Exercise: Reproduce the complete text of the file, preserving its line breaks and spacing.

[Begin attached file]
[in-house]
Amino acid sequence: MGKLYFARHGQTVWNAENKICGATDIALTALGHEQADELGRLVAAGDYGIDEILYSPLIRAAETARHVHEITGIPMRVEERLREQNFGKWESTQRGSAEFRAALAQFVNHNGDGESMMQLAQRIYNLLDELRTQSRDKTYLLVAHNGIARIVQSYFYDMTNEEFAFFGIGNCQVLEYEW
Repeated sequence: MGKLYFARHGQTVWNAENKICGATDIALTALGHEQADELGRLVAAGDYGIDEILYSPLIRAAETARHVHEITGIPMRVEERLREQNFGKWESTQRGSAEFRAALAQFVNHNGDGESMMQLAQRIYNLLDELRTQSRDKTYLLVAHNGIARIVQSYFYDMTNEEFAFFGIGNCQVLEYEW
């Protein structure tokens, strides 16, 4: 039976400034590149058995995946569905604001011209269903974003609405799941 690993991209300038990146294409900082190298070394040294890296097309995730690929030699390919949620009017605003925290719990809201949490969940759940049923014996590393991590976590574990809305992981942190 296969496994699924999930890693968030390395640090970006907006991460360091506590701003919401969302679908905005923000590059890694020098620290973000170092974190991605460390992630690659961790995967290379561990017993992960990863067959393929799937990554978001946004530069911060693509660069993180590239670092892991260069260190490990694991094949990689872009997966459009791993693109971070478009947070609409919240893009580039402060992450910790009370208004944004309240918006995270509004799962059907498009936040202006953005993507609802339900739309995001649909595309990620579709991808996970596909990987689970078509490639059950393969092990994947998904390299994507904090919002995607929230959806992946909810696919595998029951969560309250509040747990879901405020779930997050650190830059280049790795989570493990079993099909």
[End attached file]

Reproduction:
[in-house]
Amino acid sequence: MGKLYFARHGQTVWNAENKICGATDIALTALGHEQADELGRLVAAGDYGIDEILYSPLIRAAETARHVHEITGIPMRVEERLREQNFGKWESTQRGSAEFRAALAQFVNHNGDGESMMQLAQRIYNLLDELRTQSRDKTYLLVAHNGIARIVQSYFYDMTNEEFAFFGIGNCQVLEYEW
Repeated sequence: MGKLYFARHGQTVWNAENKICGATDIALTALGHEQADELGRLVAAGDYGIDEILYSPLIRAAETARHVHEITGIPMRVEERLREQNFGKWESTQRGSAEFRAALAQFVNHNGDGESMMQLAQRIYNLLDELRTQSRDKTYLLVAHNGIARIVQSYFYDMTNEEFAFFGIGNCQVLEYEW
């Protein structure tokens, strides 16, 4: 039976400034590149058995995946569905604001011209269903974003609405799941 690993991209300038990146294409900082190298070394040294890296097309995730690929030699390919949620009017605003925290719990809201949490969940759940049923014996590393991590976590574990809305992981942190 296969496994699924999930890693968030390395640090970006907006991460360091506590701003919401969302679908905005923000590059890694020098620290973000170092974190991605460390992630690659961790995967290379561990017993992960990863067959393929799937990554978001946004530069911060693509660069993180590239670092892991260069260190490990694991094949990689872009997966459009791993693109971070478009947070609409919240893009580039402060992450910790009370208004944004309240918006995270509004799962059907498009936040202006953005993507609802339900739309995001649909595309990620579709991808996970596909990987689970078509490639059950393969092990994947998904390299994507904090919002995607929230959806992946909810696919595998029951969560309250509040747990879901405020779930997050650190830059280049790795989570493990079993099909």